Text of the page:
Chris Taylor, formerly of Cavedog and now of Gas Powered Games, creates beautiful, complex and epically scaled real time strategy games. Think of him as the Thom Yorke of gaming, you either love or hate his pretentious anti-pop approach to designing. Now imagine what it would be like if Yorke tried writing a sequel to Radiohead’s OK Computer as a tween-centered Jonas Brothers-esque pop album.
That’s the feeling you get when you play Taylor’s Supreme Commander 2, the sequel to a extremely epic, complex, and esoteric game that instead of becoming more ornate, instead takes a sharp turn towards approachability. Instead of being Taylor’s opus, Supreme Commander 2 (ported to the Mac by TransGaming) is the kid version of Supreme Commander.
But first, some back story: Chris Taylor was lead designer of Cavedog’s Total Annihilation, one of the most underrated games in history. The first real time strategy game to offer 3D graphics, its scale and impressive array of units were beyond anything else at the time, and the numbers of strategies meant that you weren’t funneled to the same tactical choke points of Blizzard or Westwood’s franchises. Simply put, Total Annihilation was a brilliant, underrated game that some critics actually preferred to Starcraft.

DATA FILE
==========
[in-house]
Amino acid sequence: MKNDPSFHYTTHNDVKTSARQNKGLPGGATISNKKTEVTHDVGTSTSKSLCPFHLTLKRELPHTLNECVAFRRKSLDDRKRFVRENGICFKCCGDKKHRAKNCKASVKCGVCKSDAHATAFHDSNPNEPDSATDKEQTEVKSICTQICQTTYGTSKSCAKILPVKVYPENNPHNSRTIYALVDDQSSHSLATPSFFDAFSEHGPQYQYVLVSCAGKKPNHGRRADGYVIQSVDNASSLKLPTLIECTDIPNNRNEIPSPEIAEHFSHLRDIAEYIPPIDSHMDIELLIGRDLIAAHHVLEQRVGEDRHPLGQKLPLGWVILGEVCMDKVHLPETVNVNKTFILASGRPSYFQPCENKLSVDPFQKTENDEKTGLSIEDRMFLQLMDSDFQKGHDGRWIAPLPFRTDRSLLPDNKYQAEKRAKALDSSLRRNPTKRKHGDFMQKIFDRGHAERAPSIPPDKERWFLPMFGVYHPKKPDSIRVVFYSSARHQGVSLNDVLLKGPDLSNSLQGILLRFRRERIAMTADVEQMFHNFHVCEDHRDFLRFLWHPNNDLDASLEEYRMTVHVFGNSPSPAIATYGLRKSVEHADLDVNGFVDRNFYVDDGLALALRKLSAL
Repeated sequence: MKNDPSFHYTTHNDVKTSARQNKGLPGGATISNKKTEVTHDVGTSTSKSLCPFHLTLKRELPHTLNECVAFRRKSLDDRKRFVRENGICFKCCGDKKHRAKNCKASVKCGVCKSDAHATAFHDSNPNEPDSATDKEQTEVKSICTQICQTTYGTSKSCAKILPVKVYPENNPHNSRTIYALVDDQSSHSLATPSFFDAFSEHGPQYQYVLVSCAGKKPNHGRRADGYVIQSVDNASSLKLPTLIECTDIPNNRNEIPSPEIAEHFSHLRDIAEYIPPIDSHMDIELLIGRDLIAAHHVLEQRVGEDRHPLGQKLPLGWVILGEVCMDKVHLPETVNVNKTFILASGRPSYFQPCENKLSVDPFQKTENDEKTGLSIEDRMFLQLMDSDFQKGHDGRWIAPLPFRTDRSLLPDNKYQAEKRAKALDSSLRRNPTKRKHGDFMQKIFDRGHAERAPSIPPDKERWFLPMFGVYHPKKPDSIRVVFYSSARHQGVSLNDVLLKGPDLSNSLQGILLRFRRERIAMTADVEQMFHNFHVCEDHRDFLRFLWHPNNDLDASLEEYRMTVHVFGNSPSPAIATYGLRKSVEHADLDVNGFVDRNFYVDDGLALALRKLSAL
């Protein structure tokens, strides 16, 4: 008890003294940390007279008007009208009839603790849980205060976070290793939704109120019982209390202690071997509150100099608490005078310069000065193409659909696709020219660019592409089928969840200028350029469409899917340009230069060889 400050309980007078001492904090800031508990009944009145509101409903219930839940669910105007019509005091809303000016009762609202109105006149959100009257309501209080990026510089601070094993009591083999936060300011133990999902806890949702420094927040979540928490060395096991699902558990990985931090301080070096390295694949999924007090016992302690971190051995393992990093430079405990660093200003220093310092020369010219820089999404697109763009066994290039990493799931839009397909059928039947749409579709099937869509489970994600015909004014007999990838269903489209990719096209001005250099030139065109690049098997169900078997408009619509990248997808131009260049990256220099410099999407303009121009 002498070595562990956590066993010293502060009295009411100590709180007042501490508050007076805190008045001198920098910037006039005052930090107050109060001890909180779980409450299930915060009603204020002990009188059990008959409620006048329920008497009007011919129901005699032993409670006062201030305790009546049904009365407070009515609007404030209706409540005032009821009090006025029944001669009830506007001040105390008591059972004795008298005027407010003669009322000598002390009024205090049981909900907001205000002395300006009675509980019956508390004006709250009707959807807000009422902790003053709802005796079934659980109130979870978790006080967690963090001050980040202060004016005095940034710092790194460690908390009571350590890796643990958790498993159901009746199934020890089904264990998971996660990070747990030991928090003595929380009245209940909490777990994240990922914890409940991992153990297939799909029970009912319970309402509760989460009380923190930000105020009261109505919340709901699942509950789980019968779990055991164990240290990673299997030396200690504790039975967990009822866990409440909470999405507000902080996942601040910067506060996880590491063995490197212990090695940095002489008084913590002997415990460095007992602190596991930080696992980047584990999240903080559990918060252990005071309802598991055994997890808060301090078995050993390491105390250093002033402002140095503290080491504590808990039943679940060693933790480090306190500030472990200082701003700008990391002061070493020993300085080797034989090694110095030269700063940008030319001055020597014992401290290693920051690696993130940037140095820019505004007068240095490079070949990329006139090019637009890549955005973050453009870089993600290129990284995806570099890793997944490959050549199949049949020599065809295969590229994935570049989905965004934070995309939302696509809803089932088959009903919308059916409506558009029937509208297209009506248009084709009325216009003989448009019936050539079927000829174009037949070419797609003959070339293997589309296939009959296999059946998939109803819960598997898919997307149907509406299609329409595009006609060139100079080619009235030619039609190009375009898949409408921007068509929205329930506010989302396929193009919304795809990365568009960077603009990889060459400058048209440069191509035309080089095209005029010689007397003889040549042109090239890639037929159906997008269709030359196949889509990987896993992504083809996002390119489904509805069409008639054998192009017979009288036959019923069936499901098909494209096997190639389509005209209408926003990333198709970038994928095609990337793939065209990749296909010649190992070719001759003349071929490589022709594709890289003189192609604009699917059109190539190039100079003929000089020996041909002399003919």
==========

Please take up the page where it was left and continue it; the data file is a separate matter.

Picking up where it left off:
When Total Annihilation’s Cavedog went under in 1999, Chris Taylor later went on to Gas Powered Games where he helped design 2007’s Supreme Commander, the spiritual successor to Total Annihilation. Disappointingly, Supreme Commander never made it to the Mac. Instead, we get 2010’s Supreme Commander 2 only months after it launched on Windows.
It’s important to understand the back story on the game because traditionally speaking, this is a series of games meant for a very specific, dedicated real time strategy audience.
So, yes, fans of the series will be disappointed. Supreme Commander 2 cuts out many of the units from the first game, simplifies the research system and even manages to reduce the scale all the while being less graphically complex. While the game still looks great and on my iMac i7, never hiccupped even when engaged in full scale battles with hundreds of units, it’s disappointing to see that the maps are generally smaller and the battle systems so genuinely altered.